3. Sift the flour, cocoa powder, baking powder and salt in a separate bowl.  Add the mixture in two batches, beating each time until just combined. Cover the dough with plastic wrap and let chill for about 2 hours, or until firm enough to scoop.  Then, preheat to 325. 
  4. Line several cookie sheets with parchment. Roll 1 inch balls, then toss in powdered sugar, coating completely.  Place about 1 1/2 inches apart on the cookie sheet. Bake 8 - 10 minutes or until starting to feel firm to the touch.  Cool for 5 minutes before transferring the cookies to wire racks to cool completely.  

Monday, August 15, 2011

Sunday Night Cake

Every once in a while, I find myself in a comfort baking rut.  It's not that I haven't wanted to bake lately, but that I keep turning to tried and true favorites.  Does that ever happen to you?  When you find you aren't in the mood to experiment with new recipes, and would rather go with one you know will come out just the way you want.  

Luckily, that is one of the main reason I join online baking clubs.  Someone in the club chooses the recipe, and we all bake along.  It really gets me to go outside my comfort zone and try something new.  While I love the cookbook Baked Explorations: Classic American Desserts Reinvented, the "Sunday Night Cake" is probably not one I'd have picked on my own, especially not when I'm in an un-adventerous baking mood.  I already have a favorite plain vanilla cake recipe, so this is not one that would have stood out to me as a "need to bake asap!" recipe.  But, Julie of A Little Bit of Everything chose this recipe as our bake-along for August 15th... and I'm SO glad she did!  It was such a hit.  Whenever I make something "plain" I always worry that it'll just sit there at Sunday dinner and not get eaten.  But everyone loved this cake.  The cake itself was on the dense side, and the small 1/2 teaspoon of cinnamon really shined through.  The frosting was very unique - I love the idea of a chocolate pudding frosting!  

The one change I made to the recipe was to cut the 8 inch square cake in half and add a vanilla buttercream layer.  I thought the sweetness of the vanilla layer played very well with the richness of the chocolate pudding frosting.  All the flavors worked together very nicely.  This is a definite will-make-again!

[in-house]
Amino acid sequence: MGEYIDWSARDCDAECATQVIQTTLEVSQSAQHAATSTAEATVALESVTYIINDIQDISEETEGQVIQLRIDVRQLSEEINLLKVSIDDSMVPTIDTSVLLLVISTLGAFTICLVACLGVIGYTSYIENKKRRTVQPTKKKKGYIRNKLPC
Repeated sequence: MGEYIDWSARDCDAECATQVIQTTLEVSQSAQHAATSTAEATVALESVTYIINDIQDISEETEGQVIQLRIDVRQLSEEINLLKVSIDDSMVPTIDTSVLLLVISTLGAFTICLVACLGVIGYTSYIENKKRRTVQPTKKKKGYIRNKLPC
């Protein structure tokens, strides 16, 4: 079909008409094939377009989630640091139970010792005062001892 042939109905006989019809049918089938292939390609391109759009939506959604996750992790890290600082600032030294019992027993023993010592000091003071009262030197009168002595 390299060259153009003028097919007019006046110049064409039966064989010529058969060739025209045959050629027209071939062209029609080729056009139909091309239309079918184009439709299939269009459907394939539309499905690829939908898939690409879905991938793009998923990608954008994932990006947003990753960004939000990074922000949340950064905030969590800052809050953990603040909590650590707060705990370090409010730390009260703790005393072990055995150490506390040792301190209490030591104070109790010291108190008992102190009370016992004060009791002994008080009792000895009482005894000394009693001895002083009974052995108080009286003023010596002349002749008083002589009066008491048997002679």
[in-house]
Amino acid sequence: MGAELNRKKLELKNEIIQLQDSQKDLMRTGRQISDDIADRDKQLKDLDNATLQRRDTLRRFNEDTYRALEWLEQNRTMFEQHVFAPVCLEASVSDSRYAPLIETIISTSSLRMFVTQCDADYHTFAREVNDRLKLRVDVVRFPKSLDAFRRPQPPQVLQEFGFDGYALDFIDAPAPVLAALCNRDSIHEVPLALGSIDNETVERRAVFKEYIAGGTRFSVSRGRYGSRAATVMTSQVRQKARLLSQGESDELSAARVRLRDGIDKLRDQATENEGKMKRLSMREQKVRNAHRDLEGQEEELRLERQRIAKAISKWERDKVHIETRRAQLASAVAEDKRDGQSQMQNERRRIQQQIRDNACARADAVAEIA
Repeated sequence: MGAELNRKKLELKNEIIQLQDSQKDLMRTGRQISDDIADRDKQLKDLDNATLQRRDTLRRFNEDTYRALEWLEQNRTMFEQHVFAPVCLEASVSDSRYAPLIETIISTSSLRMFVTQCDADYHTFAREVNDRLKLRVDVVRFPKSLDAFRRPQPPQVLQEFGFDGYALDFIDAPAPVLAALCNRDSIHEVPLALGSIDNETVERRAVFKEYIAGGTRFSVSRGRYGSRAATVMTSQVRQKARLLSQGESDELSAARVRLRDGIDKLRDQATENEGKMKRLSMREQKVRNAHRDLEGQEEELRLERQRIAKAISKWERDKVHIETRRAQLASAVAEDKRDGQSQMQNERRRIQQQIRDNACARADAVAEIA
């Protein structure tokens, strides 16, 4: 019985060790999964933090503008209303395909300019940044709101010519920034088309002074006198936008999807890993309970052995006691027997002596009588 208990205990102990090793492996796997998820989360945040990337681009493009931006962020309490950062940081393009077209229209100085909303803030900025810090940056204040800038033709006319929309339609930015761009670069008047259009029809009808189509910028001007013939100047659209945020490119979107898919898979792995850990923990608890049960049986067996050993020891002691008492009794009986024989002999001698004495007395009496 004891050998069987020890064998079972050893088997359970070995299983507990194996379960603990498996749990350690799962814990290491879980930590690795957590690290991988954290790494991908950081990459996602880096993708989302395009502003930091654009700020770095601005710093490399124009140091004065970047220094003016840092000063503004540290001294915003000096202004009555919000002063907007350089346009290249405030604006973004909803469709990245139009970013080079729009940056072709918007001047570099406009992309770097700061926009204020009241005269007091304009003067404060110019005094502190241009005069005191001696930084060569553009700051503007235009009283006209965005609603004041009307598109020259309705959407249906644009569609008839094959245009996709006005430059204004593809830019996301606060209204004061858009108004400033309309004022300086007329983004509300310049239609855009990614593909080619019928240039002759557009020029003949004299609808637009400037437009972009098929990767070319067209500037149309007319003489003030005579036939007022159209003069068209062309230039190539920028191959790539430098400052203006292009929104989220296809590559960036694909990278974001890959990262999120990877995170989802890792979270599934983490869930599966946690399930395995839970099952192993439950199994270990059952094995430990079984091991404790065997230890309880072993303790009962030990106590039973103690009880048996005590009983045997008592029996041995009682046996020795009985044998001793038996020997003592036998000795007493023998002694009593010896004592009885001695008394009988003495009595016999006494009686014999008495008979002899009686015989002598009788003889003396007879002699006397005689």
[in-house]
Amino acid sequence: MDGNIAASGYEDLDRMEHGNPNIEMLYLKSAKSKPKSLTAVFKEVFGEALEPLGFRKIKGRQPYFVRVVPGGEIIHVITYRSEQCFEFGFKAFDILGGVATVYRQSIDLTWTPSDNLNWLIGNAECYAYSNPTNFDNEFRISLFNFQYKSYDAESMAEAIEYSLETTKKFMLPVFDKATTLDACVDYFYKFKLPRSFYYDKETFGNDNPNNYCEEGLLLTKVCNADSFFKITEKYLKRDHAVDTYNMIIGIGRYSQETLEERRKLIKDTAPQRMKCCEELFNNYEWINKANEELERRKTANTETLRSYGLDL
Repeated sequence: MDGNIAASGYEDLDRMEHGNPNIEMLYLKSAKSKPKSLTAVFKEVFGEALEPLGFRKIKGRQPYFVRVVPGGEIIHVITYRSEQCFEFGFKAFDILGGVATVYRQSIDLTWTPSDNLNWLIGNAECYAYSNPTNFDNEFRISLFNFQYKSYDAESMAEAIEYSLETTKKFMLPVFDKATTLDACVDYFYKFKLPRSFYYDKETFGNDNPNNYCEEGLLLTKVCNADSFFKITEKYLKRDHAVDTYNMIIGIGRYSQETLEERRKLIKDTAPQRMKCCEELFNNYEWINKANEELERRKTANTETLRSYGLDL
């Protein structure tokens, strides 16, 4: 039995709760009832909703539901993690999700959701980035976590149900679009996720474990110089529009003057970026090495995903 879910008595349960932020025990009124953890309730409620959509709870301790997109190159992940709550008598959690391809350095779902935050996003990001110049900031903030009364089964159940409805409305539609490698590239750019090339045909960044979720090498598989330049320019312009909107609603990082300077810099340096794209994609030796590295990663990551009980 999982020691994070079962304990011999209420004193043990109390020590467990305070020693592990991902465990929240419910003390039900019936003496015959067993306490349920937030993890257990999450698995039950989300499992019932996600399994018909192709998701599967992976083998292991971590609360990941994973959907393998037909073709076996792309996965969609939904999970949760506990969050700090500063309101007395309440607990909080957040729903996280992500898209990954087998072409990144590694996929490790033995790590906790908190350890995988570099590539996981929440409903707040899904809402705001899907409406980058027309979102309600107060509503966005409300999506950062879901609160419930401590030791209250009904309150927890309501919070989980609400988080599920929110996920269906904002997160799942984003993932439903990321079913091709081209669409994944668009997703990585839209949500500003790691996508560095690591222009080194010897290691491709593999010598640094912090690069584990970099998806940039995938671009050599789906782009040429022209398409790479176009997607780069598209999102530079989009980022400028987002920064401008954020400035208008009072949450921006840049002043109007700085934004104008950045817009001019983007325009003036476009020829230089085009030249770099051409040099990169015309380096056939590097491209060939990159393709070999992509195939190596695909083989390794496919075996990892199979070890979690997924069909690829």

Be sure to visit Julie at A Little Bit of Everything for the recipe (it is a keeper!!).  And then visit Club Baked to see how everyone else's Sunday Night Cake came out!

Monday, August 1, 2011

Chocolate Mint Thumbprint Cookies

Yesterday, I made two desserts.  The first is one of the most tropical, summery things I've ever made (Mango Sorbet... post to come soon).  And the second is Chocolate Mint Thumbprint Cookies, which, taste testers agreed, "taste like Christmas!"  The seasons are a little confused here in this house.  But both the Christmas cookies and the summery sorbet were very well received, no matter what season it really is.  

The Chocolate Thumbprint Cookies were chosen by Jamie of Random Acts of Food as this week's recipe for Club: BAKED.  I've only fairly recently discovered that the combination of Chocolate and Mint is not overwhelmingly gross.  Up until last summer, even the scent of mint in my desserts completely disgusted me.  Daniel's Chocolate Mint oreos had to be stored in a double layer of plastic storage bag and in a separate drawer to prevent the mint aroma from infecting and absorbing into my oreos.  As far as I was concerned, mint was only good in chewing gum.  But after growing my own fresh mint plant and including some of it in a Chocolate Mint cookie, I realized it's actually pretty darn delicious.  Chocolate and Mint seems like one of those flavor combinations you either LOVE or you HATE.  Which side are you on?

I prepared this recipe exactly as written in the Baked Explorations book.  I'm glad I did, because they came out terrific.  I'd love to try these with fresh mint leaves!  If you're making these, be prepared to have some seriously chocolatey hands!  The dough, even after chilled, was very messy.  But it was worth it!

Be sure to visit the Club:BAKED site to see how the other bakers fared with this recipe.  And visit Random Acts of Food for the recipe.